In a FCPS sponsored Roundtable Panel discussion on 8.25.08, that included four admissions officers from area colleges, all of the college admissions panelists agreed that changing to a 10-point grading scale would not have a negative impact on the FCPS reputation and that some benefits could in fact result from this change. 


What is the History of FCPS' Grading Scale?

The outdated, 6-point grading scale currently in use in Fairfax County public schools was implemented back in 1962 - that's 46 years ago! 

What is the Current Status of the Grading Policies Issue with FCPS?

In Spring '08, FCPS Superintendent Jack Dale agreed to take FAIRGRADE's research under consideration and assemble an FCPS research team to provide analysis about how FCPS grading policies compare to other school districts regionally and non-regionally, the impact of these policies division-wide and to determine what, if anything, supports current FCPS grading policies. 

During the summer of '08, the FCPS research team defined the scope of their research to include two components:  
  1. An FCPS prepared survey sent to college admissions offices.
  2. An FCPS-sponsored Roundtable consisting of a few college admissions officers, FCPS representatives and members of the public.  
A FCPS designed survey, that will be sent to 104 of the existing 3000 college admissions offices located in the United States, is still being refined.  The data collected from this survey will be included in an FCPS report to the FCPS School Board this fall.  FCPS officials are on the record as saying they will present their research findings and recommendations by late fall, '08.   

On August 25, 2008 FCPS held a Roundtable panel discussion at Luther Jackson Middle School in Falls Church to discuss FCPS' grading policies, their impact on the college admissions process and the effects of these policies with regard to lost scholarship and honor's program opportunities.  Four admissions officers from area universities and FAIRGRADE President Megan McLaughlin were among the panelists participating in this public discussion.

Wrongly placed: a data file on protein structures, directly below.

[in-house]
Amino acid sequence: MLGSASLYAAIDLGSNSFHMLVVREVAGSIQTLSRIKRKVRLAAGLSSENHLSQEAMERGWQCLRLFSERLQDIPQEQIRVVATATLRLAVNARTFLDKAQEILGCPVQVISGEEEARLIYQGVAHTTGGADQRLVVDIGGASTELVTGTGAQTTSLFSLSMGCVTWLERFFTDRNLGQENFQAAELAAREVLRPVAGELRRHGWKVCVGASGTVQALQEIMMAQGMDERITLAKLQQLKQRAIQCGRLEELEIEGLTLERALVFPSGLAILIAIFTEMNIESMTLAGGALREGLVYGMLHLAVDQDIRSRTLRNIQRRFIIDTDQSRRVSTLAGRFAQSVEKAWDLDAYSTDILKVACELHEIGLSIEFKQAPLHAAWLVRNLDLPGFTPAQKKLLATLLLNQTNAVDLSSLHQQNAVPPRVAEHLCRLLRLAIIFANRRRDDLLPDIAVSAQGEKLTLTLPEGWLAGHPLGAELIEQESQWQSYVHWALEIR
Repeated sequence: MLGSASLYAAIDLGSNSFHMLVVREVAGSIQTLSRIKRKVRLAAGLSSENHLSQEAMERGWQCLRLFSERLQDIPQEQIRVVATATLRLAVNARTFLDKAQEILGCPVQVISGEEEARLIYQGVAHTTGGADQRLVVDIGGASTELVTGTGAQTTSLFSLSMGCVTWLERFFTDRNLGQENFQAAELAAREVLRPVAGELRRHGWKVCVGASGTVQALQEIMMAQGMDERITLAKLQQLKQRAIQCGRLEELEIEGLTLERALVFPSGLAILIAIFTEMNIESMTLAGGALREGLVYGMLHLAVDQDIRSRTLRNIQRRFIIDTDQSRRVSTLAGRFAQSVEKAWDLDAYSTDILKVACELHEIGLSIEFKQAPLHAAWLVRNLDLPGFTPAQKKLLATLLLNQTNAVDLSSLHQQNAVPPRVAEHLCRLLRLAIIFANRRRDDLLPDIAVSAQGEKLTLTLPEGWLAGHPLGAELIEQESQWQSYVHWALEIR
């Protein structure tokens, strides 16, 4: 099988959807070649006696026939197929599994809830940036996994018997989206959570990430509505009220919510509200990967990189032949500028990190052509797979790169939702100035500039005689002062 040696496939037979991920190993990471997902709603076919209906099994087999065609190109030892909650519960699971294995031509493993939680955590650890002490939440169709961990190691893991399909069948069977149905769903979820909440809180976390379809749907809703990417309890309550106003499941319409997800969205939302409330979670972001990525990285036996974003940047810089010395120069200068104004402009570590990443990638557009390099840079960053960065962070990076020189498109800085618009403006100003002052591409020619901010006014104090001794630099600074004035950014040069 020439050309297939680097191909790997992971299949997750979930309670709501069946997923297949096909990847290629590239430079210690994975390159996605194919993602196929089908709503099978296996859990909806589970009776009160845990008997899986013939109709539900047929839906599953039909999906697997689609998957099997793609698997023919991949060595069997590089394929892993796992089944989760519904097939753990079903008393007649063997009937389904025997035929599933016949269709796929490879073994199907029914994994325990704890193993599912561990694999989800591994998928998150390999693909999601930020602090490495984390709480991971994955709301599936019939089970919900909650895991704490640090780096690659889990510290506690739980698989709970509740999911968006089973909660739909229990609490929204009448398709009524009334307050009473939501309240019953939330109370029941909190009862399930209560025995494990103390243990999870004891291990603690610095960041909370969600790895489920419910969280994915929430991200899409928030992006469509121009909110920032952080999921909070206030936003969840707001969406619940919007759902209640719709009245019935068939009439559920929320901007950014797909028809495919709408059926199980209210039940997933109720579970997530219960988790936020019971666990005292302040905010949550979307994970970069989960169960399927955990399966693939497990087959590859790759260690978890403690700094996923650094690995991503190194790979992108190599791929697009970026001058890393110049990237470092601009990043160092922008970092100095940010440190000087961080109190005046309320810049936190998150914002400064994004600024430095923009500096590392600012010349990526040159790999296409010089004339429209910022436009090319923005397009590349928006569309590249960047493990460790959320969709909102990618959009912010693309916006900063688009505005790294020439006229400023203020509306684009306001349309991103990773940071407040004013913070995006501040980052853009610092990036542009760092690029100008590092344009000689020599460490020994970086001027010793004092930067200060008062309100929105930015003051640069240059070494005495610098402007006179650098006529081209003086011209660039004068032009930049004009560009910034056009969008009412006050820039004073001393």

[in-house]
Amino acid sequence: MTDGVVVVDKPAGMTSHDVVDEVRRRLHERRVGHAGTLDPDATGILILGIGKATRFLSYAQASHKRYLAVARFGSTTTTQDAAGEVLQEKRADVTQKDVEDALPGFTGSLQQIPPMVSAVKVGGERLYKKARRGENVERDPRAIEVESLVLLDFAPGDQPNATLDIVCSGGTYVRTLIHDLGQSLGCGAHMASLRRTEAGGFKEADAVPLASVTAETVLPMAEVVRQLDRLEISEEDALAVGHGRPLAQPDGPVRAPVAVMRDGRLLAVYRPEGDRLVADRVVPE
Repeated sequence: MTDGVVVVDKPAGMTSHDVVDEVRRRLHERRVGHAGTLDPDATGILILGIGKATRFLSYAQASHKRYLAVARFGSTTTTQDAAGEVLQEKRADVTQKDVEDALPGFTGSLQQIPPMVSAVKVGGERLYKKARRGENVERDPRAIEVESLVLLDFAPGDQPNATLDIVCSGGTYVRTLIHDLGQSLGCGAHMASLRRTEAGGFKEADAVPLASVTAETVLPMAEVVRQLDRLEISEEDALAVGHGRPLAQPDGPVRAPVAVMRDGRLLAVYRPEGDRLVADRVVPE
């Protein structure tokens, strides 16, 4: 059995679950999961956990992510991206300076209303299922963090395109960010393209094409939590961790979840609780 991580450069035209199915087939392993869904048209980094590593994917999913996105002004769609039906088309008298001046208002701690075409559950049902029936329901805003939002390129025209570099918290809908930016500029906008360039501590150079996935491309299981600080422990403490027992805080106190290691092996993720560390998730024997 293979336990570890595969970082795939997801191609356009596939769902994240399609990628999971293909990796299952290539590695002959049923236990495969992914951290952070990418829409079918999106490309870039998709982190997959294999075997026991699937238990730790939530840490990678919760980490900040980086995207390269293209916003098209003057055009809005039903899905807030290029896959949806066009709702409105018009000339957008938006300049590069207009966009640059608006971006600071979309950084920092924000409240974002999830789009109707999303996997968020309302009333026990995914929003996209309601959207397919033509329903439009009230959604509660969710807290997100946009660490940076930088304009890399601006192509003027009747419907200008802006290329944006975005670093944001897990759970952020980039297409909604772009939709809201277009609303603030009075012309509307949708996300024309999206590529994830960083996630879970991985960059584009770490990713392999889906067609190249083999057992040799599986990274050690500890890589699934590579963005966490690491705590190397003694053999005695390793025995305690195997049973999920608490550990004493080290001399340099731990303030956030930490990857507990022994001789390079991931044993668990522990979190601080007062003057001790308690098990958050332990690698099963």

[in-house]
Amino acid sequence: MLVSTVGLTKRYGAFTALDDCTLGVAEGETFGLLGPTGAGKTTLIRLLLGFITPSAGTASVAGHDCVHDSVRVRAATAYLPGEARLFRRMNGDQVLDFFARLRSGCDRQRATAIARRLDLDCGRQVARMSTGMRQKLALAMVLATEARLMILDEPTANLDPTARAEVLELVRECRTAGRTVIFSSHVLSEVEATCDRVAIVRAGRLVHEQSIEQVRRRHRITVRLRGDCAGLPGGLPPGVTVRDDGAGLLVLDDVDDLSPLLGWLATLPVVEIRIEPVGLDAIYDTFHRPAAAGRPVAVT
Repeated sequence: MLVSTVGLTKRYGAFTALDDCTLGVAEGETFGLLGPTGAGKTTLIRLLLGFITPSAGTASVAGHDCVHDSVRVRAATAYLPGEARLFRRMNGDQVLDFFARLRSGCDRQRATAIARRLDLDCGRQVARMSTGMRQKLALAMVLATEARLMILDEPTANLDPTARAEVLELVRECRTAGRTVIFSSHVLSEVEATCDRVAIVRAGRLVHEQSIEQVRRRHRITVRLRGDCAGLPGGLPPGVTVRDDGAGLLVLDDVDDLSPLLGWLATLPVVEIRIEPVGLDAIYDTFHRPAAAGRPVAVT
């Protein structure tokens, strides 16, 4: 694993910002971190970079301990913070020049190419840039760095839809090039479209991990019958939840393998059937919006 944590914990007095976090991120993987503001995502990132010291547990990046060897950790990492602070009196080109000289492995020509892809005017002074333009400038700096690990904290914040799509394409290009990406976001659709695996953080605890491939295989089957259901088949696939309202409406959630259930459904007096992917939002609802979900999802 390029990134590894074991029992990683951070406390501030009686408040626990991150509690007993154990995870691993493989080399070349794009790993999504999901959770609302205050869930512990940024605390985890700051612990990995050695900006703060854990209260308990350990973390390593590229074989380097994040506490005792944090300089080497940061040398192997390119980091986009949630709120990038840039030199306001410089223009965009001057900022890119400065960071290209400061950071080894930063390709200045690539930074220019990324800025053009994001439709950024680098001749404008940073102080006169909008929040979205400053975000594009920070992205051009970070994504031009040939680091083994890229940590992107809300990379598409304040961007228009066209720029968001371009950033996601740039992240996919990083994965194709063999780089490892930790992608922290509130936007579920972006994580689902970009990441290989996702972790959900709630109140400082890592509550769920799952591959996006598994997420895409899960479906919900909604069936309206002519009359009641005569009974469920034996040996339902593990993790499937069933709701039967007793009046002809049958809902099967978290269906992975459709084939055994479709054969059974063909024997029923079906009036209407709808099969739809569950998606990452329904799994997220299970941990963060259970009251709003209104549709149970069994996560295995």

FAIRGRADE was extremely pleased that the admissions officers serving on the panel attested to the fact that the FCPS' grading policies can put its students at a disadvantage and that they acknowledged FCPS' sterling reputation would not suffer if FCPS changed its grading policies to a 10-point grading scale.  

Throughout the research process, FAIRGRADE has expressed several concerns to FCPS officials about FCPS' research and analysis methods for the FCPS survey, the selection of participants for the Roundtable Panel, and the manner in which the material obtained from the Roundtable will be used in FCPS' final report.  

Despite these obstacles, FAIRGRADE continues to work diligently with FCPS in a collaborative manner on behalf of FAIRGRADE's membership to ensure an unbiased, final report.  FAIRGRADE is also working diligently to obtain a commitment that FCPS officials will follow School Board Chairman Daniel Storck's request for a question and answer opportunity with members of the public when the report is presented in October '08. 

Depending upon FCPS' final decision, FAIRGRADE is prepared to organize its 6000+ members to become active at the state and local levels to ensure FCPS students a level playing field.